I used metallic ink and prismacolor pencils on black pastel paper that has a visible cross hatched texture to the surface. Since this sort of print only has one element to it that is repeated in an offset pattern, this was a relatively simple one to try for someone who is newer to creating all-over print.
I’m thrilled with how my snake damask turned out, and can’t wait to order a skirt or shirt for myself. To see more of my designs, visit my Redbubble Shop. Redbubble’s products are all reasonably priced and excellent quality – these art-covered wares make perfect holiday gifts. If you enjoyed the video showing how I created my print, please give me a follow! I will be posting some fun palette knife painting tutorials in the coming weeks as the weather gets colder and we find ourselves needing more indoor forms of entertainment.
For all my American friends out there, enjoy your Thanskgiving week, and thanks for stopping by my creative little corner of the world :).
October not only means my favorite season is finally here, but it is now the time for the simultaneous joy and dread of every artist… Inktober! The basic premise is trying to do some sort of ink illustration every day as a way to integrate art practice into your daily life. I’ve been doing Inktober a little differently this year. I’ve made it less of a stressor for me by not worrying about having to do one EVERY single day as long as I’m participating every other or every 3, and I’m not using daily prompts, just creating whatever strikes me. I also am recording my process for each creation and posting it to my new youtube channel.
I’ve got a couple more up my sleeve though it’s nearing the end of the month, so check out my channel to see the rest of my Inktober demos as well as the new ones I’ll be posting this coming week!
I’ve recently been doing some experimentation with palette knife painting, though for now my forte is mainly just birds! (I tried an octopus recently with disasterous results 😉 ). As someone who was previously very skeptical about palette knifing, I wanted to share how much fun it really is! As someone who is very sharp detail oriented with art, I was worried about not having the control that I can get with a pencil or brush. In the end, I found the expressive process of smearing and marbling colors with the knife incredibly calming and meditative. This is beginner level, so anyone can try it even if you have no painting experience. Give it a go and let me know what you think!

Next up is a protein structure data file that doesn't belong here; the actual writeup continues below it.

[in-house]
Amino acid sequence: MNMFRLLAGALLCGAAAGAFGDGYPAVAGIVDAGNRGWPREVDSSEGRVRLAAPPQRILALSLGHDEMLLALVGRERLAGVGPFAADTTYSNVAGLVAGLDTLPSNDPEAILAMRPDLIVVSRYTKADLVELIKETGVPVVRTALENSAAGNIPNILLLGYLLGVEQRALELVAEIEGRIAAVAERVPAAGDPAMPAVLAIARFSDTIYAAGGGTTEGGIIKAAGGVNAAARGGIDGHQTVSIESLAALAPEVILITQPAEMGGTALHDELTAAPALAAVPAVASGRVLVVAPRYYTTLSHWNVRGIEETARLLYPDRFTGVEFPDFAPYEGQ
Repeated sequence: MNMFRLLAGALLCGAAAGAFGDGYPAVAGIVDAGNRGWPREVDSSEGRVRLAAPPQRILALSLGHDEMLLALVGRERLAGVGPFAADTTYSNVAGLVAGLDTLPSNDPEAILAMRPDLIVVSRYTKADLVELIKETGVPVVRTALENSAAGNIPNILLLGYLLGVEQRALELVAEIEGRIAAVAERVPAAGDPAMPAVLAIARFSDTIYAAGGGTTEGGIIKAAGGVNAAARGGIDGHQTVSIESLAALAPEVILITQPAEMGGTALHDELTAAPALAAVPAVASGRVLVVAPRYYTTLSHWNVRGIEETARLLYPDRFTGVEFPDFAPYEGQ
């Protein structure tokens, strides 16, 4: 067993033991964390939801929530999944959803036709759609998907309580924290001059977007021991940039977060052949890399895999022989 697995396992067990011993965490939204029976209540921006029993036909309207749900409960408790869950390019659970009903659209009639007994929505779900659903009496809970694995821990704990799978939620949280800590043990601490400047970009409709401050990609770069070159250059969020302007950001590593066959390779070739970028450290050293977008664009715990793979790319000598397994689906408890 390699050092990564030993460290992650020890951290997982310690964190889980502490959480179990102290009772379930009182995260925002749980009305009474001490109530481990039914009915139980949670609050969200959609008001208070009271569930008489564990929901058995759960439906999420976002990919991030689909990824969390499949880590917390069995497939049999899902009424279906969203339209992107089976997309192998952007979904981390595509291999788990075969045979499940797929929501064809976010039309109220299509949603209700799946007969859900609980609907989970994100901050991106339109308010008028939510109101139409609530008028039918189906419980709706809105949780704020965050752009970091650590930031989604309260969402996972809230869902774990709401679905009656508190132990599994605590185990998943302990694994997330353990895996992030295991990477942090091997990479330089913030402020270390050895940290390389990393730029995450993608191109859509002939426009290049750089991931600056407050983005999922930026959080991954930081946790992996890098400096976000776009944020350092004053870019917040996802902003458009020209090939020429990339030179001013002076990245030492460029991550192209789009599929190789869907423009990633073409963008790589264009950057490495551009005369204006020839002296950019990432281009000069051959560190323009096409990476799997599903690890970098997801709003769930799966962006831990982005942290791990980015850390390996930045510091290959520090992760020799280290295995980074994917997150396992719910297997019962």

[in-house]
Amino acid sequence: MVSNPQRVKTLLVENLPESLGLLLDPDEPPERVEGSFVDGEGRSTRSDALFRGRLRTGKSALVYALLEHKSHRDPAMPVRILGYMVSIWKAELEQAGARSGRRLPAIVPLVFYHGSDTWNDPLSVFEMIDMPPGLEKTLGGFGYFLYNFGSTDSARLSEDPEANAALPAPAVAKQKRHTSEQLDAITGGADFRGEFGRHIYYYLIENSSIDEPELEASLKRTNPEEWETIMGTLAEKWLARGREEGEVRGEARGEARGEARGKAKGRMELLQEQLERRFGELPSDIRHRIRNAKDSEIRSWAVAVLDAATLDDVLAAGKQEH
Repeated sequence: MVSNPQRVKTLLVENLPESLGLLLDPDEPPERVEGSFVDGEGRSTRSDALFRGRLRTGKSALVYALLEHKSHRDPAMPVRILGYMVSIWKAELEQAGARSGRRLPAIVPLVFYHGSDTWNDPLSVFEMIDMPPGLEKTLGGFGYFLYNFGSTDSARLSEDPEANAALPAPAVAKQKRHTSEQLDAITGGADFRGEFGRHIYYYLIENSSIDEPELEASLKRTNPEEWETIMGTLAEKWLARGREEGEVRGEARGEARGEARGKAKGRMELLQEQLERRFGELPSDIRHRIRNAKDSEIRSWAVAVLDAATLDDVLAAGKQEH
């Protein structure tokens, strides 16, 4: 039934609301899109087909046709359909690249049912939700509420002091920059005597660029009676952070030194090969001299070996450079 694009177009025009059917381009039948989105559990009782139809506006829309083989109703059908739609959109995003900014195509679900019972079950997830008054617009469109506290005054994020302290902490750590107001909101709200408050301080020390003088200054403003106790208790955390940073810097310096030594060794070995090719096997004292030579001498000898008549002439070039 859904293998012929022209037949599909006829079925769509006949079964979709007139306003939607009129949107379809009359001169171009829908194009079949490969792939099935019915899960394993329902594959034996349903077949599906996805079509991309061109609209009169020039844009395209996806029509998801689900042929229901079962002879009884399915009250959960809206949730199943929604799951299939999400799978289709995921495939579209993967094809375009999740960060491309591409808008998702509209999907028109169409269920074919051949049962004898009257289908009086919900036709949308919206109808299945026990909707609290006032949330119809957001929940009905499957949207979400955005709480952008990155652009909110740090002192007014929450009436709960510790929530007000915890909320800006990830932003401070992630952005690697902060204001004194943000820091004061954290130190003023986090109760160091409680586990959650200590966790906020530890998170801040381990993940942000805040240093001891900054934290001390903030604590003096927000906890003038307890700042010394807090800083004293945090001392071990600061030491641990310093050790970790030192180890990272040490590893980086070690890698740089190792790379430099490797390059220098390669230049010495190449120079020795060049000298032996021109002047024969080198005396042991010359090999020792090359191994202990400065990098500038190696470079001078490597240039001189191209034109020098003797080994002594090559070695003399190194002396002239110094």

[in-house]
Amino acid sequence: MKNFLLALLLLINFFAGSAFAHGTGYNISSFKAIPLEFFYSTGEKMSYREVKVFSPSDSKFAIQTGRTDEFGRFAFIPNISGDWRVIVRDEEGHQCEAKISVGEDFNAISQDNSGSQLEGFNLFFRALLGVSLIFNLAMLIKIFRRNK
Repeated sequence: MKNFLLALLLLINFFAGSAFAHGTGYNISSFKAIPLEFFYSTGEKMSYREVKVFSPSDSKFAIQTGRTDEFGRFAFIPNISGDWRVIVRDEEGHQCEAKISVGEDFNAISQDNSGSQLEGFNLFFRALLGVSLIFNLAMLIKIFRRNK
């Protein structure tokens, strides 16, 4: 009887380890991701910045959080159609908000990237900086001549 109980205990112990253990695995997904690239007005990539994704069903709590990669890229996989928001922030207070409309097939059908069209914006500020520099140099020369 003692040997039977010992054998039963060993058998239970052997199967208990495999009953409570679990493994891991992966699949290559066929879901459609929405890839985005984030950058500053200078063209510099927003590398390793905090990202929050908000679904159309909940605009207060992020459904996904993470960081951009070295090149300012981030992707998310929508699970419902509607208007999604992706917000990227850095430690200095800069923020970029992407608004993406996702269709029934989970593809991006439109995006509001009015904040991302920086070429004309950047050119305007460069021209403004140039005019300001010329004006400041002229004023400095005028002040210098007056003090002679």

What do you think I should try to palette knife next?
I was first drawn to Charley Harper‘s work in the gift shop of a local museum. One of my dad’s main hobbies is birding and wildlife photography, and Harper’s Mid-Century-Modern style illustrations just screamed the perfect birthday gift.
Harper grew up on a farm in the Midwest, and was inspired by the wildlife he experienced around him. He called his style “minimal realism”, taking in the world around him and distilling the imagery he observed down to the most essential details. He said, “When I look at a wildlife or nature subject, I don’t see the feathers in the wings, I just count the wings. I see exciting shapes, color combinations, patterns, textures, fascinating behavior and endless possibilities for making interesting pictures. I regard the picture as an ecosystem in which all the elements are interrelated, interdependent, perfectly balanced, without trimming or unutilized parts; and herein lies the lure of painting; in a world of chaos, the picture is one small rectangle in which the artist can create an ordered universe.”
Inspired by images from Harper’s body of work that capture his signature style, I encouraged my students this week to create their own minimal realist birds. Though Harper’s works were painted, they bare quite the resemblance to modern day digital art and graphic design. Instead of painting, we used a collage format to create our Charley Harper Birds. We used paint chip samples for our vibrantly colored creatures, colored cardstock for the background, and paint markers to add the linework details. From working on repainting the interior and exterior of a house over the last couple years, I had an accumulation of samples but never felt right throwing away even the colors I ended up not using. Upcycling to the rescue! At an arts non-profit, we love free materials ;). We outlined our geometric shapes onto the samples with a pencil, then cut them out and adhered them to a foam core board base (any heavier paper would work as well) with a standard glue stick. I’d suggest laying out the entire design before gluing in case you want to make some changes before the final masterpiece.